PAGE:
Monday, September 13, 2021

That Bloody Button!

 THAT BLOODY BUTTON

            It seems that everybody on Earth is now familiar with the Comedian’s bloodied Smiley Face button.  Below is its appearance after the Comedian’s murder, from page 11 of Chapter One.

            Worn by Edward Blake both in and out of costume, it was his wry commentary on life’s absurdity.

            In a June 2017 interview with Entertainment Weekly, artist Dave Gibbons narrated his discussions with writer Alan Moore about their character designs for Watchmen.  An early concept had the Comedian togged nearly all in black.

So on the sketch that I did, I drew a tiny little yellow smiley-faced badge, almost as a throwaway, because I thought that’s a really interesting contrast. This big hulking dark character, with this little splash of bright, silly color.


            Next came the inspiration which has locked the bloody Smiley into place as an eternal pop-culture reference.


Alan saw that and he liked it. And when he wrote the first issue it had to start with the death of the Comedian. So he thought, “How about the Comedian’s been thrown out the window [and] the first thing we see is just that badge with some blood on it? And then we pull back and see more?” So he wrote that into the first script. But then we realized that what we had in that smiley-face badge was really the ultimate cartoon. The simplest cartoon. A black and yellow smiley face, with a splash of really realistic blood on it.

            But, Dear Reader, where did that specific blood-drop come from?  Whence its shape, its heft, its contours?

           Well, I can’t say for sure, but let me share a suspicious similarity with you ...

            It all started with the Smiley-Face buttonThe Smiley was created by Harvey Ball in 1963.  As we see in Watchmen, Adrian Veidt’s severe beating of Blake caused blood to drip onto the button.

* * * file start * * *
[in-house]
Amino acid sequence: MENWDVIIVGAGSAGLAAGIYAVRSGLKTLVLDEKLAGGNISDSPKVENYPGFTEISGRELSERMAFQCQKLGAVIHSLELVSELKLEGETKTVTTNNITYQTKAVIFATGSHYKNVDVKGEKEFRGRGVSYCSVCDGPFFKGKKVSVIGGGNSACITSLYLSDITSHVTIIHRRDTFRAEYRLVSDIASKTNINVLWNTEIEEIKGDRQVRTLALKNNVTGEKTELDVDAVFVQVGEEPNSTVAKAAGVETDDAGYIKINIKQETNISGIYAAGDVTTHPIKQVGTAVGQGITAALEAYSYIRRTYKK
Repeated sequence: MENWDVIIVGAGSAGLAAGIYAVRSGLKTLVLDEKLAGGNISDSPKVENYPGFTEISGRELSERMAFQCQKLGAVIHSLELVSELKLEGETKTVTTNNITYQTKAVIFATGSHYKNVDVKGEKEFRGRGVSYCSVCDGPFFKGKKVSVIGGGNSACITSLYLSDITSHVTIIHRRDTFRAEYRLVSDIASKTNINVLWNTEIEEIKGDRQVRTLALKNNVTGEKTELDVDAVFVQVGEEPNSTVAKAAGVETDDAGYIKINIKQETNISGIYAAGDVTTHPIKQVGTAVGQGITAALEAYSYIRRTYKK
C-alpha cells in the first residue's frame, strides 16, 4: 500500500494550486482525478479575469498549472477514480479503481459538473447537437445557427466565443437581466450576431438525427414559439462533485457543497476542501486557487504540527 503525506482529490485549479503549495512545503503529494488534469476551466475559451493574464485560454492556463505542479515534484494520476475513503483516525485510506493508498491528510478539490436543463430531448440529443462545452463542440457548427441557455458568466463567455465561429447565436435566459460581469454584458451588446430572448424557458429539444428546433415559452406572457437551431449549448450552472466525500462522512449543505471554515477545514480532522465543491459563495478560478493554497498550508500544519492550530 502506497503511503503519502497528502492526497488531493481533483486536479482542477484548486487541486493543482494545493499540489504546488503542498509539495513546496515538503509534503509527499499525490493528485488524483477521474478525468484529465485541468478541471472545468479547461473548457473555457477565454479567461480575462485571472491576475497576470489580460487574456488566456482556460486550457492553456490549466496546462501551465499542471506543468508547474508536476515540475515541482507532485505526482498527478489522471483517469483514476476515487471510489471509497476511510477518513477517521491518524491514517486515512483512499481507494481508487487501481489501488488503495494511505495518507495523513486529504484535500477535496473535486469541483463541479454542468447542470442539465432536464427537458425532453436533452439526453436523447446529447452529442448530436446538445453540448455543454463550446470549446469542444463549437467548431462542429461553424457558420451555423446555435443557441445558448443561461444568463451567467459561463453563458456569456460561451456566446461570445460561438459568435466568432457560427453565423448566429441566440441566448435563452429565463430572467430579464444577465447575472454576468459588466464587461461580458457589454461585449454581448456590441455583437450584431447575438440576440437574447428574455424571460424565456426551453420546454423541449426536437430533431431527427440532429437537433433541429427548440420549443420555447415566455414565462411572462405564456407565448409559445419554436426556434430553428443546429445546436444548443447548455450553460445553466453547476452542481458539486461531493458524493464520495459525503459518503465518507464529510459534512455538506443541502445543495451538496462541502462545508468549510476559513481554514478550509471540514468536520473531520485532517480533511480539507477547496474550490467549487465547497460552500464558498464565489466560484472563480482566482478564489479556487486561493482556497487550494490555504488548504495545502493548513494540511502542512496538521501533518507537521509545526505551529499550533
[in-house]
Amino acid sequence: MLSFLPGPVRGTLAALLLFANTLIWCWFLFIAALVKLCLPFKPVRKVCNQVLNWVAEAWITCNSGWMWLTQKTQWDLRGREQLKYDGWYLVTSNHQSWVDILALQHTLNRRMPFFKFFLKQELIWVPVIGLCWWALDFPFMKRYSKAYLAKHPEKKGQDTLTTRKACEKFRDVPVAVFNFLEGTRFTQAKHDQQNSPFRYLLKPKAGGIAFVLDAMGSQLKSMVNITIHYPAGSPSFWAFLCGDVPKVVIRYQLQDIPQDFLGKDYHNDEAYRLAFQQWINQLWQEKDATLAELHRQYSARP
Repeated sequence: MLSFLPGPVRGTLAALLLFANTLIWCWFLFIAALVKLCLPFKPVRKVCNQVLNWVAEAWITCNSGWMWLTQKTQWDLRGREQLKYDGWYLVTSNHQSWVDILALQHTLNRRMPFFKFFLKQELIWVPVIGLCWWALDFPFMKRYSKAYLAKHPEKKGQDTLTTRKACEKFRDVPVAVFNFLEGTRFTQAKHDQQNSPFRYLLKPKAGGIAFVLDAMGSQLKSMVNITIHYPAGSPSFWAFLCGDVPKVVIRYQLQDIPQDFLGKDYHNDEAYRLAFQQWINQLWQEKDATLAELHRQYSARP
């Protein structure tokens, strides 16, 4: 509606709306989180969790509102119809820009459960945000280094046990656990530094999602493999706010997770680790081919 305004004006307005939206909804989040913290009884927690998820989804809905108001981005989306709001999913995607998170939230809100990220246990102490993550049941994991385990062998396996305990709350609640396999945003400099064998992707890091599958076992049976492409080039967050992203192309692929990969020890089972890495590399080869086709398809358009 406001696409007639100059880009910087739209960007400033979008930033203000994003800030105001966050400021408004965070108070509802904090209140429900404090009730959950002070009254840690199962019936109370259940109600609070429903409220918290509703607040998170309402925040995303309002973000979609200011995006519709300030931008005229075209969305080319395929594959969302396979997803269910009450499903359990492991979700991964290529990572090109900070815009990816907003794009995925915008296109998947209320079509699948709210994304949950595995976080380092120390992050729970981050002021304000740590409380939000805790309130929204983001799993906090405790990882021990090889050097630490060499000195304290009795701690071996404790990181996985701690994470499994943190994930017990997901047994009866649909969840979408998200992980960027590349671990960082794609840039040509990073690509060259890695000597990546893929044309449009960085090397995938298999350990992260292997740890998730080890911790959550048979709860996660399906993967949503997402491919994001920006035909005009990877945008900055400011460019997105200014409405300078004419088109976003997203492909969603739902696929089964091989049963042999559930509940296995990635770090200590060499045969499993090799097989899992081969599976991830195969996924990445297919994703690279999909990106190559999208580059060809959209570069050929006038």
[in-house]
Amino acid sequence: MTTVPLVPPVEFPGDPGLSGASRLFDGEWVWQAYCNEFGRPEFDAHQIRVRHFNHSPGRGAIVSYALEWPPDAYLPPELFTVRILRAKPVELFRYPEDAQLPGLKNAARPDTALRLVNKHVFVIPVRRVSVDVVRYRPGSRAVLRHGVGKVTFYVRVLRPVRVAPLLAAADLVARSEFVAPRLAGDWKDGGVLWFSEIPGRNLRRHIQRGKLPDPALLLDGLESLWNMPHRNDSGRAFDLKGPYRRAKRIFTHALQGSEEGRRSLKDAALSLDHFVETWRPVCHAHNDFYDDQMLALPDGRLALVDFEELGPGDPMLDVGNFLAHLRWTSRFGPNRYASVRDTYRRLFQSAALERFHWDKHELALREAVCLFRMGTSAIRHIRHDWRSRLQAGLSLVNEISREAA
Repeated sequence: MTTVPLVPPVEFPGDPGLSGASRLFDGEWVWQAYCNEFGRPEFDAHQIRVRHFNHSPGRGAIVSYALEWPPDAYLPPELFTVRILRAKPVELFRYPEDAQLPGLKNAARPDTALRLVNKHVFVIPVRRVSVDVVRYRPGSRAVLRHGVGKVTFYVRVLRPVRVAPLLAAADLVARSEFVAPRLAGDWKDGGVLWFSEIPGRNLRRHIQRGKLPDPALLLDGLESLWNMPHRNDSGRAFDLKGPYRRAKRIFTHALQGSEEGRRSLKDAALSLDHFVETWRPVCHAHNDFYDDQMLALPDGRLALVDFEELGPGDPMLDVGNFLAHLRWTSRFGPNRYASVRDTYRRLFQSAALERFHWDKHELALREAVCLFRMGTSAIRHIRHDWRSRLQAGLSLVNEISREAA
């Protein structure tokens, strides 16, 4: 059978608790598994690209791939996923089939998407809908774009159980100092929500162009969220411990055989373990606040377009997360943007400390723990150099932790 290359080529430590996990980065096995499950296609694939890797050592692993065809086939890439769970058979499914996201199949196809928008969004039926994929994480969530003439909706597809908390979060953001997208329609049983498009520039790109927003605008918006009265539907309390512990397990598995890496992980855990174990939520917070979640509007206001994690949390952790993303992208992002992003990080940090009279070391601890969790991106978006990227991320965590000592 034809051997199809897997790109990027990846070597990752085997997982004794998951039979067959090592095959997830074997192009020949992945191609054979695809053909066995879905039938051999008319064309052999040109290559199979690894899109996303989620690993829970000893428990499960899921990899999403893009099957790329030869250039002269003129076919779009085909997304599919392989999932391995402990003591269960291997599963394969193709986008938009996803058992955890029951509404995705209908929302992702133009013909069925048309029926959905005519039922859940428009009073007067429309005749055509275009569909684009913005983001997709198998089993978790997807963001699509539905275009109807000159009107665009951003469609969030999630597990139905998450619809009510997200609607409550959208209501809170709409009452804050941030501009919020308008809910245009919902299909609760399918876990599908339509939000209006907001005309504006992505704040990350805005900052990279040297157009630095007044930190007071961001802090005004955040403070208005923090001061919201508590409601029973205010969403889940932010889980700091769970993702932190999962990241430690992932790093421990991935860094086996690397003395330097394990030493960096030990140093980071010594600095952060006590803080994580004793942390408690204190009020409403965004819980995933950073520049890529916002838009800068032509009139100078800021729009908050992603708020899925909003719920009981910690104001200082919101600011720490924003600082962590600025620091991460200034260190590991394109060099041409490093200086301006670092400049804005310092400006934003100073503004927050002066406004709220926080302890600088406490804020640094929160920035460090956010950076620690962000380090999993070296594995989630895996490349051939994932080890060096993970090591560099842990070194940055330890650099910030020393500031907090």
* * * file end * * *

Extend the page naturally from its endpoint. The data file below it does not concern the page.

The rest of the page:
While exhaustively reading, speed-scanning, and inspecting the maxi-series and its various book publications, I came to the cover of Chapter Eleven, and a long-harbored thought came a-bubbling ...


           That shape ... that shape ... that configuration, I just knew that I’d seen it somewhere besides in the Watchmen comics.


             Then it hit me.  The blood-spot shape reminded me of a pylon or support for a spaceship model I had.  Inspired, I got out my G.I. Joe footlocker – it contains my model paint, glue, and leftovers for lo! the past fifty years or so.


            I discovered which model I’d been trying to recall.


           This is the X-Wing Fighter model released in 1977 by MPC.  My own model X-Wing is in fragments – this is a completed model seen online – but I still have the kit directions, and I also still have the plastic support which lifted the completed model from its base.

           Check out the shape of the support, in my copy of the directions.

           This is the actual piece.  Doesn’t it look familiar now?

           Another hint ...

           Ladies and gentlemen, I rest my case.  In my opinion, the blood-spot’s shape is much too similar to have not been inspired by the shape of the model piece.

 I encourage somebody to interrogate Mr Gibbons regarding his STAR WARS inspiration.  It's too suggestive to be a coincidence! 

            What do you think?

  

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